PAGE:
Against Indiana in the Red Zone, Minnesota went to a switch release concept which paired a basic twins passing concept to take advantage of bracket coverage. I've long advocated utilizing switch releases from bunch/stacked formations because it often helps the QB better define the coverage and take advantage of defensive coverage tendencies. In this case, Minnesota knew they were going to get a banjo coverage (effectively, the outside defender will take the first defender to release outside or the second receiver to go inside, and the inside defender will take the first receiver inside or the second outside). Let's take a closer look.
Wednesday, October 31, 2018
Thursday, October 25, 2018
The best concepts in football tend to build off of other known tendencies. In both the run game and the pass game (and the play action pass game), it is easiest to scheme success when telling the defense one thing, initially, and then turning it into something different. In this post, we're going to look at how Michigan has built off of established tendencies to force the defense to respect multiple things.
|Kirthmon F Dozier, Detroit Free Press|
Monday, October 15, 2018
Against Wisconsin, Michigan expanded their QB run package by introducing a Belly Read Option with an arc block from the opposite H-back. In this post, we'll go over some of the advantages of this play and some of the intricacies that make it a successful run within Michigan's overall run scheme.
Harbaugh starting to break out the read runs from his 49ers days with Colin Kaepernick. Big run by Shea Patterson was "12/13 EAT". It's zone read arc from 12/21 personnel twins. Closed formation dictates predictable coverage. F arcs for the CB. pic.twitter.com/dt1Hwp74CN— James Light (@JamesALight) October 14, 2018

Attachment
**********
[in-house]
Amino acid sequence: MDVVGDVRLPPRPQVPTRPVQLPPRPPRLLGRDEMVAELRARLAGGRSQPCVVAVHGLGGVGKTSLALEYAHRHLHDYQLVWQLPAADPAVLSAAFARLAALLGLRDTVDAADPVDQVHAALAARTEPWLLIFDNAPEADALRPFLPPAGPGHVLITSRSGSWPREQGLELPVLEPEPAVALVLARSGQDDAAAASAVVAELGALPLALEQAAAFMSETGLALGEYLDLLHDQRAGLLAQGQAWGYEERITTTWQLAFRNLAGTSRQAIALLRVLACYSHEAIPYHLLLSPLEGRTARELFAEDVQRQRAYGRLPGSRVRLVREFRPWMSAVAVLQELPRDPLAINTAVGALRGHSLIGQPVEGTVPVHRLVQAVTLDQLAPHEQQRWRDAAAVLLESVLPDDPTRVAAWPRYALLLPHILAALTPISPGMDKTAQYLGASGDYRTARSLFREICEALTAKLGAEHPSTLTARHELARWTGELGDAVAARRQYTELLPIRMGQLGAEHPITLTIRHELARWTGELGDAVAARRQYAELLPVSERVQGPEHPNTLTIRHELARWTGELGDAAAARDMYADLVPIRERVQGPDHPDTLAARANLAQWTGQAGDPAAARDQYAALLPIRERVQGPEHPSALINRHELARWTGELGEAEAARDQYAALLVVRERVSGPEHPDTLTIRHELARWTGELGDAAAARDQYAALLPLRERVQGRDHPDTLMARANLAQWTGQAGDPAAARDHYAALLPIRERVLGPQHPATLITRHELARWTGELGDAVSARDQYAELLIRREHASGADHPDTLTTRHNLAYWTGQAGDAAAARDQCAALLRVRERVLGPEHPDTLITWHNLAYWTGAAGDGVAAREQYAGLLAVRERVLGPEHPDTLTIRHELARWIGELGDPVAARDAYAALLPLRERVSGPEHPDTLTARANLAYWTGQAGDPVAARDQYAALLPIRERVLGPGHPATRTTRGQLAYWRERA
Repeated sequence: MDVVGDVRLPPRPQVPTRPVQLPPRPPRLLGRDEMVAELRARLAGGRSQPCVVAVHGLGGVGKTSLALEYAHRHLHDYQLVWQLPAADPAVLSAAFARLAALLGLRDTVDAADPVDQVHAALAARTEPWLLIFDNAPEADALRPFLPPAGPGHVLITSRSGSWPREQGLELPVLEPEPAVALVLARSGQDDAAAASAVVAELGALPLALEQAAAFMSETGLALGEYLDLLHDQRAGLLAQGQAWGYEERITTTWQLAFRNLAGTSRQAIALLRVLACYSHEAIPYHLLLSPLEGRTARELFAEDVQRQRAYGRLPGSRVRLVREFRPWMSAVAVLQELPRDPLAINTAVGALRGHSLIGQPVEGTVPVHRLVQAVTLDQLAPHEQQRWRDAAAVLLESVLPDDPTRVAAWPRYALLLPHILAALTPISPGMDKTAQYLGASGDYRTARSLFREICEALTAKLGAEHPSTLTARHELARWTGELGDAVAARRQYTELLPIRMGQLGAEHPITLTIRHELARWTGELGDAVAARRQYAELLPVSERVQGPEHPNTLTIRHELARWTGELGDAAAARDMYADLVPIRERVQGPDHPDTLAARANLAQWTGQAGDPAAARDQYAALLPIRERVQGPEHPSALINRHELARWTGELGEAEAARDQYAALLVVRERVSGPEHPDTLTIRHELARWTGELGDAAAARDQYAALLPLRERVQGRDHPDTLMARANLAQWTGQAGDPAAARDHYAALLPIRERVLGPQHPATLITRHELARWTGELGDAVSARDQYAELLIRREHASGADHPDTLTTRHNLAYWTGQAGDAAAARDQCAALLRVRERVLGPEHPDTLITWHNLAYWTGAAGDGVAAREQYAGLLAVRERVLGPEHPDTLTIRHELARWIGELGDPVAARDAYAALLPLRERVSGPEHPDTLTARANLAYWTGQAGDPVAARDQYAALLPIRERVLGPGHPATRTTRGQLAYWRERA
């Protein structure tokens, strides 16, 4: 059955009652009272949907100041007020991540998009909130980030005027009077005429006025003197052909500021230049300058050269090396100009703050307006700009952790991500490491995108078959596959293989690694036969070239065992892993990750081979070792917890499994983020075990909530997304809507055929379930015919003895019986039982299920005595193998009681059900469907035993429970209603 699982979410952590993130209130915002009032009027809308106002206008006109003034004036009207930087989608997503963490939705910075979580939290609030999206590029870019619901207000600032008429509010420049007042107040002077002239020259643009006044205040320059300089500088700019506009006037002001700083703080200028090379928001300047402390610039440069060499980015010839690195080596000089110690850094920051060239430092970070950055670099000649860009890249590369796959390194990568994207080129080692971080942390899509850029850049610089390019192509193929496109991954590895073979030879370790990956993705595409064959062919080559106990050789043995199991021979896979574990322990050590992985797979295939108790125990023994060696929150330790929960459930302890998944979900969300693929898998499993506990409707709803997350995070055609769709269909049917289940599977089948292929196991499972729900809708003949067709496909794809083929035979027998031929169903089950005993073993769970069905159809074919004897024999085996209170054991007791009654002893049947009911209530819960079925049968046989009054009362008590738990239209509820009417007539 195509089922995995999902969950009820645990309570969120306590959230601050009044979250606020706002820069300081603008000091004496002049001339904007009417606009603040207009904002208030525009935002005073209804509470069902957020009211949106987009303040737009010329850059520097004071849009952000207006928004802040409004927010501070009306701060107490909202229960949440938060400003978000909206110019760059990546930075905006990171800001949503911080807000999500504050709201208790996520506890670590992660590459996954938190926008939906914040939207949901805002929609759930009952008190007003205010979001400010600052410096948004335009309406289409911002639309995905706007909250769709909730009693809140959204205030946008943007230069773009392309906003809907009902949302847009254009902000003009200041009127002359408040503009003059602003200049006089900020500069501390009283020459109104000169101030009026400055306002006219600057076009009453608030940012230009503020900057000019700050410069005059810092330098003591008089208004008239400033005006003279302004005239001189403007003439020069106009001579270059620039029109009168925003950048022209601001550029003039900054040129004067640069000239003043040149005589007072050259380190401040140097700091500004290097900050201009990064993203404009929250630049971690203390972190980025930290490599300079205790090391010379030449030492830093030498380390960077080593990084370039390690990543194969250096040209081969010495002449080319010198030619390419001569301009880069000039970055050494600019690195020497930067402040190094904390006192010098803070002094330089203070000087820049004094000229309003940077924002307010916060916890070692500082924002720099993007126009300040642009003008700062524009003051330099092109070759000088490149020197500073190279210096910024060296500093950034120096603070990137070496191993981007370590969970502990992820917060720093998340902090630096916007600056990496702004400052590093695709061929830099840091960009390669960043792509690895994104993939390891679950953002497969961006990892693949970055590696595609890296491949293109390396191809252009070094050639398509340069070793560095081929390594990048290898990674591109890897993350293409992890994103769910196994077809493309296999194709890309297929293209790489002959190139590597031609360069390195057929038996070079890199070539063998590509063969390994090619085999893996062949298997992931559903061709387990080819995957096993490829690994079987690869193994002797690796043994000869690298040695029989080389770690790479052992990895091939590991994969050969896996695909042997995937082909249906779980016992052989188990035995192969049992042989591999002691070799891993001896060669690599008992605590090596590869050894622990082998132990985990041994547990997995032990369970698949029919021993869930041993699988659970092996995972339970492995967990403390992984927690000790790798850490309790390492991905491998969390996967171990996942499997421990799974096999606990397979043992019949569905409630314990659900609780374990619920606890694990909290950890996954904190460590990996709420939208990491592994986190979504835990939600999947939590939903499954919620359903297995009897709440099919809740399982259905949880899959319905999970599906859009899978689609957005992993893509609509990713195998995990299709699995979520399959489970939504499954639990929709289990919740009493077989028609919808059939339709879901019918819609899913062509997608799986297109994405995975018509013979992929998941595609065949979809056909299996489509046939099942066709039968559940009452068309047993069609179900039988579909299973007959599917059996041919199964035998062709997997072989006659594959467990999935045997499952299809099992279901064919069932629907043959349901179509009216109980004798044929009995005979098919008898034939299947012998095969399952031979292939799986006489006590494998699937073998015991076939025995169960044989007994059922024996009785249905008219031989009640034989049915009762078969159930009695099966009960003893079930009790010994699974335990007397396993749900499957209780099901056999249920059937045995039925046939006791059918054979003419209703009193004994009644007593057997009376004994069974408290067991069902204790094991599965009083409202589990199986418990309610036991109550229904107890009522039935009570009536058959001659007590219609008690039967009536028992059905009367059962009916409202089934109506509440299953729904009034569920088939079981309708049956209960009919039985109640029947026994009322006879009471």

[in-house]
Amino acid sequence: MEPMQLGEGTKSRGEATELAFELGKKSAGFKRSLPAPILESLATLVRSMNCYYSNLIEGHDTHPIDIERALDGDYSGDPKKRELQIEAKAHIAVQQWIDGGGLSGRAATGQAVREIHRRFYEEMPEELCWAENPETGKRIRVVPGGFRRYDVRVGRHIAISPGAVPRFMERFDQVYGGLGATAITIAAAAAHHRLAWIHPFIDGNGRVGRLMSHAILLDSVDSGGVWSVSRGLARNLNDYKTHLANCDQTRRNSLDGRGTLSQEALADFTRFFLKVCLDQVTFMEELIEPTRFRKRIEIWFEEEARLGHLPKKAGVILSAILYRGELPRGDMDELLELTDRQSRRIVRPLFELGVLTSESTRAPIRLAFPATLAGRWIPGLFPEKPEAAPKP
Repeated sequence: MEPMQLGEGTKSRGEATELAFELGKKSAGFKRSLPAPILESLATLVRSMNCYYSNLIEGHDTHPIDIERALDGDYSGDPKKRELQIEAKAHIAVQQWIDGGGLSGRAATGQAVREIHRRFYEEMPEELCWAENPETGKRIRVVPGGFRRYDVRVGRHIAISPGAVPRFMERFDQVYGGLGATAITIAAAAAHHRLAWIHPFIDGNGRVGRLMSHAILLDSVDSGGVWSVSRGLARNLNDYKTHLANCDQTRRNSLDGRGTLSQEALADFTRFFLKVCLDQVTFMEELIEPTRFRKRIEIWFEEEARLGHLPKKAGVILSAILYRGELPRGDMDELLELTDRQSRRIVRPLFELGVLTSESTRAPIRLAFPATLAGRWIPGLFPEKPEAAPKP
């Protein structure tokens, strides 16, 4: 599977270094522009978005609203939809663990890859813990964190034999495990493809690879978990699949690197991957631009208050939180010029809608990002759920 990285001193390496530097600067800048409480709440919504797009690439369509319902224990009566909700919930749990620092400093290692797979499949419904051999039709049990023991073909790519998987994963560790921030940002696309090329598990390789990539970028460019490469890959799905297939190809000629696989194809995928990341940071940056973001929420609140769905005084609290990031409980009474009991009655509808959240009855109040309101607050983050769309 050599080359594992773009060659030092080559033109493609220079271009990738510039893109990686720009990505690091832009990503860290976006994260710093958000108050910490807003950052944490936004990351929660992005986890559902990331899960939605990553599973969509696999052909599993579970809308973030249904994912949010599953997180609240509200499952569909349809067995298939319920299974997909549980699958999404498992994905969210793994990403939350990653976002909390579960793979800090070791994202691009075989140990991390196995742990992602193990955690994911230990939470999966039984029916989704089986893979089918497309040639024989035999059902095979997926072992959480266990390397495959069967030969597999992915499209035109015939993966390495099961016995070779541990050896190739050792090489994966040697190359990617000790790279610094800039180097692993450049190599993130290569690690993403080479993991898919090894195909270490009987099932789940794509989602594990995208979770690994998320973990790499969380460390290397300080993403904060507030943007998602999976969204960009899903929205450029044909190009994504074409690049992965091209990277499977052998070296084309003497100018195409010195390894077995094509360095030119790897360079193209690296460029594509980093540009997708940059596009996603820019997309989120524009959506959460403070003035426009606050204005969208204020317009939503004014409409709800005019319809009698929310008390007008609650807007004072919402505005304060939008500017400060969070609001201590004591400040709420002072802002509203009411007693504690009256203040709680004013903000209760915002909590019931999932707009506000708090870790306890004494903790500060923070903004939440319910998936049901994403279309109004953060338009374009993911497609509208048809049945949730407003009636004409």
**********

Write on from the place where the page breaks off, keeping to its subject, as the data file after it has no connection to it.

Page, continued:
Tuesday, October 2, 2018
Twitter is a mean place. It's a place full of hot takes. It's a place, where if you mess up or are wrong, you're going to get killed for it. And on Saturday night, James Franklin and Ricky Rohne were wrong. They went against convention and decided to run the football on 4th and 5, and got stopped for a loss. So not only did they break convention and not succeed, they tried their best and failed miserably; the lesson is never try.
But, here's the thing, it's not that there isn't logic to the PSU play call. There is. And, in fact, I find it odd that if there wasn't logic to it, if it was so stupid to in fact be beyond reason and rationale, that Greg Schiano and the Ohio State Buckees would just go happen to dial up the perfect defense to stop it. "Huh?" you say. Yes, the RPO play call was in fact so logical, that OSU dialed up a play almost specifically to stop it. Better put: Schiano drank a delicious Penn State Berkey Creamery Milkshake. And oh goodness, was it ever, ever so delicious.
Whoa boy is there some people given Franklin thee ole business for his call to go with an Inside Zone - Bubble RPO on 4th and 5 on his final possession last Saturday. I mean, his own fans were calling him out on the way to the locker room and he was ready to have a nice, pleasant, parliamentary debate about the grievance. So what were Franklin and offensive coordinator thinking Ricky Rahne thinking with that call? Let's at least try to give them the benefit of the doubt and take a look.
Monday, October 1, 2018
In the first half of the Michigan-Northwestern game, the Wildcats repeatedly dialed up crucial gains on simple slant plays. From Michigan's Base Cover 1, this caused coverage problems, especially in the slot where a safety matched up on a WR. In this post, we're going to look at why the early problems existed and what Don Brown did to stop the success of slants while staying within his scheme.
|Maize and Blue News|